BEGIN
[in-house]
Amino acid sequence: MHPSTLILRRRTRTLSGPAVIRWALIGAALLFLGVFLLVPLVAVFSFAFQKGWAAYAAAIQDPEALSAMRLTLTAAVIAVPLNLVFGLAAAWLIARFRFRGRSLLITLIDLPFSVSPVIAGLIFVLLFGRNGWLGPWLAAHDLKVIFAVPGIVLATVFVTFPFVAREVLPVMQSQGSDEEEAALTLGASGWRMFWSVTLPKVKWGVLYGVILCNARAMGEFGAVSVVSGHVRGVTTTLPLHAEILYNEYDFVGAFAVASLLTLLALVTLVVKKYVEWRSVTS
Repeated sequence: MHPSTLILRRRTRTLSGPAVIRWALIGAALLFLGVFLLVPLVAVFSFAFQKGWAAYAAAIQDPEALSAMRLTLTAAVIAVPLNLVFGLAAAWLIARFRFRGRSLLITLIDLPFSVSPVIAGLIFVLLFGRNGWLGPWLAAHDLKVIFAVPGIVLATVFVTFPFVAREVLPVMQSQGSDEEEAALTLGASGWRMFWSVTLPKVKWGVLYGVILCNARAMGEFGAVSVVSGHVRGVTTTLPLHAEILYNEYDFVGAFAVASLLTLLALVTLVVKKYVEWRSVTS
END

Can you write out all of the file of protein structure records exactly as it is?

[in-house]
Amino acid sequence: MHPSTLILRRRTRTLSGPAVIRWALIGAALLFLGVFLLVPLVAVFSFAFQKGWAAYAAAIQDPEALSAMRLTLTAAVIAVPLNLVFGLAAAWLIARFRFRGRSLLITLIDLPFSVSPVIAGLIFVLLFGRNGWLGPWLAAHDLKVIFAVPGIVLATVFVTFPFVAREVLPVMQSQGSDEEEAALTLGASGWRMFWSVTLPKVKWGVLYGVILCNARAMGEFGAVSVVSGHVRGVTTTLPLHAEILYNEYDFVGAFAVASLLTLLALVTLVVKKYVEWRSVTS
Repeated sequence: MHPSTLILRRRTRTLSGPAVIRWALIGAALLFLGVFLLVPLVAVFSFAFQKGWAAYAAAIQDPEALSAMRLTLTAAVIAVPLNLVFGLAAAWLIARFRFRGRSLLITLIDLPFSVSPVIAGLIFVLLFGRNGWLGPWLAAHDLKVIFAVPGIVLATVFVTFPFVAREVLPVMQSQGSDEEEAALTLGASGWRMFWSVTLPKVKWGVLYGVILCNARAMGEFGAVSVVSGHVRGVTTTLPLHAEILYNEYDFVGAFAVASLLTLLALVTLVVKKYVEWRSVTS